Ahmadinejad admits centrifuges damaged by virus

Iranian president says specialists stopped Stuxnet virus; also announced weekend as starting date for nuclear talks.

Ahmadinejad Nasrallah (photo credit: Associated Press)
Ahmadinejad Nasrallah
(photo credit: Associated Press)
Iranian President Mahmoud Ahmadinejad on Monday admitted that "software installed in electronic equipment" damaged "several" of the country's uranium enrichment centrifuges, according to an AFP report.
"They were able to disable on a limited basis some of our centrifuges by software installed in electronic equipment," Ahmadinejad responded to reporters after he was asked whether his country's nuclear program encountered problems.
Iran: Computer worm didn't harm nuclear program
'Stuxnet specifically targeted Iranian nuclear program'

"Our specialists stopped that and they will not be able to do it again," the Iranian president declared.
Earlier in November, Symantec, a computer security firm, said that computer worm "Stuxnet" might have been created to damage electronics that power uranium enrichment centrifuges.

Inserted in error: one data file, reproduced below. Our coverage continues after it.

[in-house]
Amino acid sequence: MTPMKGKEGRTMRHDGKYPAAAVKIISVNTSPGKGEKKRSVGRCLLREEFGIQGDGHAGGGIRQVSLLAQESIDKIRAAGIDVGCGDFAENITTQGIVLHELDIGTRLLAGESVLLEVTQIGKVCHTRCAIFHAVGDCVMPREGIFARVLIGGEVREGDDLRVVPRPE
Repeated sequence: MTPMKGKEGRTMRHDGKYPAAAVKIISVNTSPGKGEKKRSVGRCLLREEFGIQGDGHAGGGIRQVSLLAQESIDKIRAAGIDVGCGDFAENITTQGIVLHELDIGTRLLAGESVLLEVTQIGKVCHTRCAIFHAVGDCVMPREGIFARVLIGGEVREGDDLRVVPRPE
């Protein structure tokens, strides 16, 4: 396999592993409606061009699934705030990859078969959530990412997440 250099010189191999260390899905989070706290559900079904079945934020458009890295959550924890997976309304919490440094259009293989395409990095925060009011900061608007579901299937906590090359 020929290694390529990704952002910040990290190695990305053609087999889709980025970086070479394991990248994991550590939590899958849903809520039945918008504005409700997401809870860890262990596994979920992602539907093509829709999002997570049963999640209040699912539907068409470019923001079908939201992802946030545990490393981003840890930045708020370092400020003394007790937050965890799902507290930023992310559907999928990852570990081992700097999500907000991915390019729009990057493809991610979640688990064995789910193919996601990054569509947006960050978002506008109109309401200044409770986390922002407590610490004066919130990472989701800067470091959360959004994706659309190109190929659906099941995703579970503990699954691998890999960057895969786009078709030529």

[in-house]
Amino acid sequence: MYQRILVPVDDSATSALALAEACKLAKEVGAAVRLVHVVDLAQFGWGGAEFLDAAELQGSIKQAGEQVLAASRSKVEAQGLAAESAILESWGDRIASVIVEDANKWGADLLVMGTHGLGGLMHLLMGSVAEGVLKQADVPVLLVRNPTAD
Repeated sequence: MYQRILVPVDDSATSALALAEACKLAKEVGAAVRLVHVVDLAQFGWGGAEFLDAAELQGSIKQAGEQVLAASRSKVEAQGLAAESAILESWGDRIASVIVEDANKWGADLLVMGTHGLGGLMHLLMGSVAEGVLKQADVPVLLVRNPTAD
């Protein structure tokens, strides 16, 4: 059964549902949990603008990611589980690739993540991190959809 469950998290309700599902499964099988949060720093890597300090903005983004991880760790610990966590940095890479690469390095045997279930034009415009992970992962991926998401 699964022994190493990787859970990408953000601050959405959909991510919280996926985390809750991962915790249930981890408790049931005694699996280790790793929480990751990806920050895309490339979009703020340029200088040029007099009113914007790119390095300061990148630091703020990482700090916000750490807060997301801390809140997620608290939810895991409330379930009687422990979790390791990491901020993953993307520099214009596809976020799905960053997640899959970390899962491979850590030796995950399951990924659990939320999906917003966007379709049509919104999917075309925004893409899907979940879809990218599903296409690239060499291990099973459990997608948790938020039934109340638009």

Iranian officials reiterated that the country's nuclear program was not harmed by Stuxnet, and rejected claims that there was a halt in the enrichment.
However, the International Atomic Energy Agency said in a report last week that a one-day outage did occur within Iran's Natanz nuclear plant earlier this month.
In related news, Ahmadinejad also said on Monday that Iran has accepted a weekend starting date for talks with major powers over the country's controversial nuclear program, according to Reuters.
"Two dates have been proposed, they accepted one of them and we do not have any problem with that," Reuters cited Ahmadinejad as saying during a news conference.
The Iranian leader added that the venue was still being determined.

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